62OLYMPIC REVIEWKNOWLEDGE TRANSFERSUPPORTNETWORKSUSANNA CLARKELOOKS AT THE INTERNATIONALOLYMPIC COMMITTEE'S PLATFORM OF KNOWLEDGETRANSFER, WHICH CARRIES LESSONS LEARNT FROMONE ORGANISING COMMITTEE TO OTHERSThe day a city decides to bid for the OlympicGames marks the first day of a very steep learning curve. Most members of the bid and then Organising Committees and their public partners will be embarking on this journey for the first time. Moreover, the many different sports, together with the cultural and educationalprogrammes, the Olympic torch relay, the ceremoniesand many other exciting activities taking place across the city, make the Olympic Games perhaps the most complex undertaking that a host city will ever face. This is where help from the International OlympicCommittee (IOC), through its Knowledge Transferprogramme, proves invaluable. The IOC is the linkbetween past, present and future OrganisingCommittees of the Olympic Games (OCOGs). It selectshost cities, monitors the project, and assists theorganisers in their Herculean task. But one of its mostimportant roles is also one of the least visible: tocapture all the valuable experiences from OlympicGames host cities and present them in a way thatbest helps those who need to learn from them. This is the IOC platform of knowledge services and itsupports the entire organisation of the Games. "Managing knowledge is at the core of ourmission," explains Gilbert Felli, the IOC ExecutiveDirector for the Olympic Games. "Carefullydocumenting what Games organisers do, sharing bestpractices and making available everything we'velearnt from the recent past has become an invaluablesupport to the OCOGs and their partners. SuccessfulAboveThe IOC'splatform ofknowledgeservices allowsGames OrganisingCommittees tolearn from theexperience offormer organisers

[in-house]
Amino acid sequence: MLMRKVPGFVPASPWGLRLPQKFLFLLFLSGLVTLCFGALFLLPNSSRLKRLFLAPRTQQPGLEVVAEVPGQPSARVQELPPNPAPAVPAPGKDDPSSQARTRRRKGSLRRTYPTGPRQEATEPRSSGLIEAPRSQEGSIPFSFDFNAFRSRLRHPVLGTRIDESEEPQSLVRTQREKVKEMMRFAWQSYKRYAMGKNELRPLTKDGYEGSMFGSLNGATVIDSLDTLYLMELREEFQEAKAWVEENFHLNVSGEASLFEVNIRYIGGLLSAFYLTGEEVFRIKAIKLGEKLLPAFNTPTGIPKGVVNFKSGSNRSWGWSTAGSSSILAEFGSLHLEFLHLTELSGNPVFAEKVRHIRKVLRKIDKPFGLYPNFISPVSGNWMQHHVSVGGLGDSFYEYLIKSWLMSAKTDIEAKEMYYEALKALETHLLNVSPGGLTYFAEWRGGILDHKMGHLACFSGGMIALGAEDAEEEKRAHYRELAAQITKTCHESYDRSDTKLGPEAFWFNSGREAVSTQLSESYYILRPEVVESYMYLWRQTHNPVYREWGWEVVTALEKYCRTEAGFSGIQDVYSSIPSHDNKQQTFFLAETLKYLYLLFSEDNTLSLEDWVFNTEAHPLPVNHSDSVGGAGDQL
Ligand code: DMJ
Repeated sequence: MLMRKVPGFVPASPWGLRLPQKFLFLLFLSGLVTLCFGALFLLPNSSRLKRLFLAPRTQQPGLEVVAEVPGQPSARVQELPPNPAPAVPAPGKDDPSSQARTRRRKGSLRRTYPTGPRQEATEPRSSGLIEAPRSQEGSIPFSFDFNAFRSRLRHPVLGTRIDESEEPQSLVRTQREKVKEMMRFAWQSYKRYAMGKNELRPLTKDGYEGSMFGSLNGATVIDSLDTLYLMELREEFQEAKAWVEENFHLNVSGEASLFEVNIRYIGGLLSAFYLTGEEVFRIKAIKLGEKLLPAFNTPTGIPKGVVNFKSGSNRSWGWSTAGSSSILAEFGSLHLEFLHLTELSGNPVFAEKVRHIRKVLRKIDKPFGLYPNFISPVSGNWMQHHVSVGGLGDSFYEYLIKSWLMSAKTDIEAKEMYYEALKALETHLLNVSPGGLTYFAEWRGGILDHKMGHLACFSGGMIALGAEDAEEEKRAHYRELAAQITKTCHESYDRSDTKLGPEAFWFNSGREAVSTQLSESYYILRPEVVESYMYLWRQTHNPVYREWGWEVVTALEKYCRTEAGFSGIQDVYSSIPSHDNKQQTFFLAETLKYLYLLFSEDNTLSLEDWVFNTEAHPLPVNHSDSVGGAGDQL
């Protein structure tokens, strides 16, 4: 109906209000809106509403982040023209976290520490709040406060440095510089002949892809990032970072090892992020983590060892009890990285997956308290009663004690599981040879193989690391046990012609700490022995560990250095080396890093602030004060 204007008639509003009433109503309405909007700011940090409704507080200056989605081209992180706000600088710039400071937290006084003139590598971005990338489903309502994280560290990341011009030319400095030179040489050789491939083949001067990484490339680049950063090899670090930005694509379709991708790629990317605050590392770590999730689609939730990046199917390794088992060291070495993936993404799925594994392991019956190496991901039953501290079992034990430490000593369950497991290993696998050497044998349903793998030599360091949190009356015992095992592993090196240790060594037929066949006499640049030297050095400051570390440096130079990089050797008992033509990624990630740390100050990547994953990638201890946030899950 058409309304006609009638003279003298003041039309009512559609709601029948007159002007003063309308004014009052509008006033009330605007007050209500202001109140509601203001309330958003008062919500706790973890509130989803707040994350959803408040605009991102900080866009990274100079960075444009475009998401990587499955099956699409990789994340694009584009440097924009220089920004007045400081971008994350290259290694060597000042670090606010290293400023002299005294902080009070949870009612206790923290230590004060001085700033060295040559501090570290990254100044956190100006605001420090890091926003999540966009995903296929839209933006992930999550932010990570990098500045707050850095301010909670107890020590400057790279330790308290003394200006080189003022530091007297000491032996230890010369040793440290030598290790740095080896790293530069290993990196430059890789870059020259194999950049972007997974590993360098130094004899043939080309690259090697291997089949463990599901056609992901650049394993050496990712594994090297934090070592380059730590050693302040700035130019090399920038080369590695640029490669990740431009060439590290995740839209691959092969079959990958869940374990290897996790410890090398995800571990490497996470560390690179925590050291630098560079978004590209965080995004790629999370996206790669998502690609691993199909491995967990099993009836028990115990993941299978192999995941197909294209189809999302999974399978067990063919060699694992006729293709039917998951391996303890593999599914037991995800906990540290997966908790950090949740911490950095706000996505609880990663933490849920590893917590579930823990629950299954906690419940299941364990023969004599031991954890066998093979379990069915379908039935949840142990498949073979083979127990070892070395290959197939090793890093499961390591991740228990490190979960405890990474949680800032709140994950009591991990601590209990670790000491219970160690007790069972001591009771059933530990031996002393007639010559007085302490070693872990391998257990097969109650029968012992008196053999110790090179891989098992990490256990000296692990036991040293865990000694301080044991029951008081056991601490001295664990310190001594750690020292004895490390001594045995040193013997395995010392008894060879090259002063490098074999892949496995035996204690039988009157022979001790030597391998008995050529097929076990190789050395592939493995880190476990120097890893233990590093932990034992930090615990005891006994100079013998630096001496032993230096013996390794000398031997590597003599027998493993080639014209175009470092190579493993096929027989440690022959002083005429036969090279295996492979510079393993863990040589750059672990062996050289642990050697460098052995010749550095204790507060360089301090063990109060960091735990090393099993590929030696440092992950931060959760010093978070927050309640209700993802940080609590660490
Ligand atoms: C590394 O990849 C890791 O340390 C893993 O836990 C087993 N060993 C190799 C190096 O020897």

KNOWLEDGE TRANSFEROLYMPIC REVIEW63knowledge management and transfer is aboutchecking there is always enough high-quality oil inyour engine. It enables you to perform and itcontributes largely to organisational excellence. But itgoes beyond the field of play and the event itself. Itencompasses sustainability and legacy aspects,making sure that whatever is built for the Games isalways designed with legacy in mind."Knowledge Transfer also goes further than merelyassisting Organising Committees. As Philippe Furrer,who heads the Olympic Games KnowledgeManagement (OGKM) programme at the IOC, explains:"Who knows what the world will be like in 20 years? It requires the IOC to remain on top of things, to beaware of new trends and consumption modes, as wellas new methods and technology. Working hand-in-hand with OCOGs and all other partners helps usunderstand and define the parameters of futureeditions of the Games."The IOC's platform of knowledge services aims tohelp bid cities and Organising Committees developtheir own vision and understand how a host city andits citizens can benefit from the long-lasting impact of the Games, while managing the opportunities andrisks that such an event produces. The programmeconsists of three main elements: services, personalexperience and information. SERVICESThe services include workshops and seminars, as wellas a network of advisers with Games experience thatthe OCOGs are able to call upon throughout theirlifecycle. OCOGs can take advantage of a series oftailor-made and interactive workshops and seminarsrun by advisers and held in the host city. There are 20 to 30 held each year on topics such as telecomstechnology, signage and sustainability.PERSONAL EXPERIENCEOCOGs are also able to gain personal experience onGames preparations and operations, which isinvaluable for their learning process. One of the bestways this can be achieved is through the secondmentprogramme, in which members of OCOGs take short-term positions at another Organising Committeeduring Games time. ?